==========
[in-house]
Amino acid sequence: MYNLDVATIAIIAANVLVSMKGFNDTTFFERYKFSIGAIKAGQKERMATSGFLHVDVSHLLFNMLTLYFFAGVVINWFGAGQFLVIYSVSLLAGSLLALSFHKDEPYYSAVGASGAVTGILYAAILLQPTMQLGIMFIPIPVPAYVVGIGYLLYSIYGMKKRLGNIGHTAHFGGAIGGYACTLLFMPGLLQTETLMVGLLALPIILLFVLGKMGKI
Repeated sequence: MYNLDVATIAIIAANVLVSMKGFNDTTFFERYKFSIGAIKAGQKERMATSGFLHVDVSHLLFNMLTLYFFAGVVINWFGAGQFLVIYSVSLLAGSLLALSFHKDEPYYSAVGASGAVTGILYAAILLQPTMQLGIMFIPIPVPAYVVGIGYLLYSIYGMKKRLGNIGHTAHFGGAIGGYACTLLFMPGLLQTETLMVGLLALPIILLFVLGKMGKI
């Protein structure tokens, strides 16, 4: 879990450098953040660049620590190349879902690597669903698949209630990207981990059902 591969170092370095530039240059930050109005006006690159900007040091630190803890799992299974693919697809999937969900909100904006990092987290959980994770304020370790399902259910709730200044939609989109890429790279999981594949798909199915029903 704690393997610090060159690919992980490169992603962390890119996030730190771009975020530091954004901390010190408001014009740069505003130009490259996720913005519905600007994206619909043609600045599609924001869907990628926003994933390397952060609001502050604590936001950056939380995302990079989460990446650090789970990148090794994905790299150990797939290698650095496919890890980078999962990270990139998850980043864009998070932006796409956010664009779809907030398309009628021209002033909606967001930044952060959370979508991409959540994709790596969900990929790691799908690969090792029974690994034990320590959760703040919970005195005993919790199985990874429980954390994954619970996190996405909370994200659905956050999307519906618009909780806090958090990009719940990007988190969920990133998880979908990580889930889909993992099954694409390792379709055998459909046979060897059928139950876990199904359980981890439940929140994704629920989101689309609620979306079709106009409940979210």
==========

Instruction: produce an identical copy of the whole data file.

[in-house]
Amino acid sequence: MYNLDVATIAIIAANVLVSMKGFNDTTFFERYKFSIGAIKAGQKERMATSGFLHVDVSHLLFNMLTLYFFAGVVINWFGAGQFLVIYSVSLLAGSLLALSFHKDEPYYSAVGASGAVTGILYAAILLQPTMQLGIMFIPIPVPAYVVGIGYLLYSIYGMKKRLGNIGHTAHFGGAIGGYACTLLFMPGLLQTETLMVGLLALPIILLFVLGKMGKI
Repeated sequence: MYNLDVATIAIIAANVLVSMKGFNDTTFFERYKFSIGAIKAGQKERMATSGFLHVDVSHLLFNMLTLYFFAGVVINWFGAGQFLVIYSVSLLAGSLLALSFHKDEPYYSAVGASGAVTGILYAAILLQPTMQLGIMFIPIPVPAYVVGIGYLLYSIYGMKKRLGNIGHTAHFGGAIGGYACTLLFMPGLLQTETLMVGLLALPIILLFVLGKMGKI
């Protein structure tokens, strides 16, 4: 879990450098953040660049620590190349879902690597669903698949209630990207981990059902 591969170092370095530039240059930050109005006006690159900007040091630190803890799992299974693919697809999937969900909100904006990092987290959980994770304020370790399902259910709730200044939609989109890429790279999981594949798909199915029903 704690393997610090060159690919992980490169992603962390890119996030730190771009975020530091954004901390010190408001014009740069505003130009490259996720913005519905600007994206619909043609600045599609924001869907990628926003994933390397952060609001502050604590936001950056939380995302990079989460990446650090789970990148090794994905790299150990797939290698650095496919890890980078999962990270990139998850980043864009998070932006796409956010664009779809907030398309009628021209002033909606967001930044952060959370979508991409959540994709790596969900990929790691799908690969090792029974690994034990320590959760703040919970005195005993919790199985990874429980954390994954619970996190996405909370994200659905956050999307519906618009909780806090958090990009719940990007988190969920990133998880979908990580889930889909993992099954694409390792379709055998459909046979060897059928139950876990199904359980981890439940929140994704629920989101689309609620979306079709106009409940979210």